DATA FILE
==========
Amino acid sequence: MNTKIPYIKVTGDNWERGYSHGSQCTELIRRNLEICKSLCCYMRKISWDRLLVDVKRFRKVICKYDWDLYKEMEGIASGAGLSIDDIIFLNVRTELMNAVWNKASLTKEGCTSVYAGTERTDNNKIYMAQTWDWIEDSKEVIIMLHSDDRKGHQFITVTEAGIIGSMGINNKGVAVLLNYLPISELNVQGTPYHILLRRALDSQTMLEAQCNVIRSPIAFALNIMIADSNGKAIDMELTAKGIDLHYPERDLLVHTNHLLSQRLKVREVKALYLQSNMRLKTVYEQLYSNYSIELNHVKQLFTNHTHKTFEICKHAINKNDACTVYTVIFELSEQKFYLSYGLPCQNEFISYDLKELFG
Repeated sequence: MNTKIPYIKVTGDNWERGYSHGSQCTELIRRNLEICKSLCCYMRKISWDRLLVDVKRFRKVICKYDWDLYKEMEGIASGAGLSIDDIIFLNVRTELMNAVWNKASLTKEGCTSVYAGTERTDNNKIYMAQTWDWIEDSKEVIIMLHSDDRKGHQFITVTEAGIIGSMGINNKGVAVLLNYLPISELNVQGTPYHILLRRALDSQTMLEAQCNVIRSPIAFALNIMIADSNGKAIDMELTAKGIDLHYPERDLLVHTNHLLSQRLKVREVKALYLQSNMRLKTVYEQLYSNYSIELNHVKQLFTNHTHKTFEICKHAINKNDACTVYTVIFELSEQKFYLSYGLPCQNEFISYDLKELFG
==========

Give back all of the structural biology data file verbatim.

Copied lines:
Amino acid sequence: MNTKIPYIKVTGDNWERGYSHGSQCTELIRRNLEICKSLCCYMRKISWDRLLVDVKRFRKVICKYDWDLYKEMEGIASGAGLSIDDIIFLNVRTELMNAVWNKASLTKEGCTSVYAGTERTDNNKIYMAQTWDWIEDSKEVIIMLHSDDRKGHQFITVTEAGIIGSMGINNKGVAVLLNYLPISELNVQGTPYHILLRRALDSQTMLEAQCNVIRSPIAFALNIMIADSNGKAIDMELTAKGIDLHYPERDLLVHTNHLLSQRLKVREVKALYLQSNMRLKTVYEQLYSNYSIELNHVKQLFTNHTHKTFEICKHAINKNDACTVYTVIFELSEQKFYLSYGLPCQNEFISYDLKELFG
Repeated sequence: MNTKIPYIKVTGDNWERGYSHGSQCTELIRRNLEICKSLCCYMRKISWDRLLVDVKRFRKVICKYDWDLYKEMEGIASGAGLSIDDIIFLNVRTELMNAVWNKASLTKEGCTSVYAGTERTDNNKIYMAQTWDWIEDSKEVIIMLHSDDRKGHQFITVTEAGIIGSMGINNKGVAVLLNYLPISELNVQGTPYHILLRRALDSQTMLEAQCNVIRSPIAFALNIMIADSNGKAIDMELTAKGIDLHYPERDLLVHTNHLLSQRLKVREVKALYLQSNMRLKTVYEQLYSNYSIELNHVKQLFTNHTHKTFEICKHAINKNDACTVYTVIFELSEQKFYLSYGLPCQNEFISYDLKELFG